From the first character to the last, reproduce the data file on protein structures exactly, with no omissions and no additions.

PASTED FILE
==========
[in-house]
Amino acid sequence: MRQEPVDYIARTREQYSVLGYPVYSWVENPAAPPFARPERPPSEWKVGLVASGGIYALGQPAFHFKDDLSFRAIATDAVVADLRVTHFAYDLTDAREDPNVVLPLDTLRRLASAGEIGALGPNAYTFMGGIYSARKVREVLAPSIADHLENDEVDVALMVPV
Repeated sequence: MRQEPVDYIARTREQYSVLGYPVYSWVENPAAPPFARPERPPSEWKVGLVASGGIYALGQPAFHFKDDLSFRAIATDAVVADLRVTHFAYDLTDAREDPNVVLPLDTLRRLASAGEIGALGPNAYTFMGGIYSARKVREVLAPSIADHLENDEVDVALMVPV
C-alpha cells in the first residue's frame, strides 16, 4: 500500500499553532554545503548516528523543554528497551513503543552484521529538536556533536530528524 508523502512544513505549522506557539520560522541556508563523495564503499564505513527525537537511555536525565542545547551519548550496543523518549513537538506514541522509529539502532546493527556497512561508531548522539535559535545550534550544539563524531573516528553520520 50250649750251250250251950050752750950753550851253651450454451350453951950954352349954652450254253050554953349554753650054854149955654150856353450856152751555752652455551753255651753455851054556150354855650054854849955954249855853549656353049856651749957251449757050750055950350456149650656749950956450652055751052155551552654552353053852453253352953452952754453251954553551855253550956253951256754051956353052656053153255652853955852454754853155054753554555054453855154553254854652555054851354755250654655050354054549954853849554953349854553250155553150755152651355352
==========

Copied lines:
[in-house]
Amino acid sequence: MRQEPVDYIARTREQYSVLGYPVYSWVENPAAPPFARPERPPSEWKVGLVASGGIYALGQPAFHFKDDLSFRAIATDAVVADLRVTHFAYDLTDAREDPNVVLPLDTLRRLASAGEIGALGPNAYTFMGGIYSARKVREVLAPSIADHLENDEVDVALMVPV
Repeated sequence: MRQEPVDYIARTREQYSVLGYPVYSWVENPAAPPFARPERPPSEWKVGLVASGGIYALGQPAFHFKDDLSFRAIATDAVVADLRVTHFAYDLTDAREDPNVVLPLDTLRRLASAGEIGALGPNAYTFMGGIYSARKVREVLAPSIADHLENDEVDVALMVPV
C-alpha cells in the first residue's frame, strides 16, 4: 500500500499553532554545503548516528523543554528497551513503543552484521529538536556533536530528524 508523502512544513505549522506557539520560522541556508563523495564503499564505513527525537537511555536525565542545547551519548550496543523518549513537538506514541522509529539502532546493527556497512561508531548522539535559535545550534550544539563524531573516528553520520 50250649750251250250251950050752750950753550851253651450454451350453951950954352349954652450254253050554953349554753650054854149955654150856353450856152751555752652455551753255651753455851054556150354855650054854849955954249855853549656353049856651749957251449757050750055950350456149650656749950956450652055751052155551552654552353053852453253352953452952754453251954553551855253550956253951256754051956353052656053153255652853955852454754853155054753554555054453855154553254854652555054851354755250654655050354054549954853849554953349854553250155553150755152651355352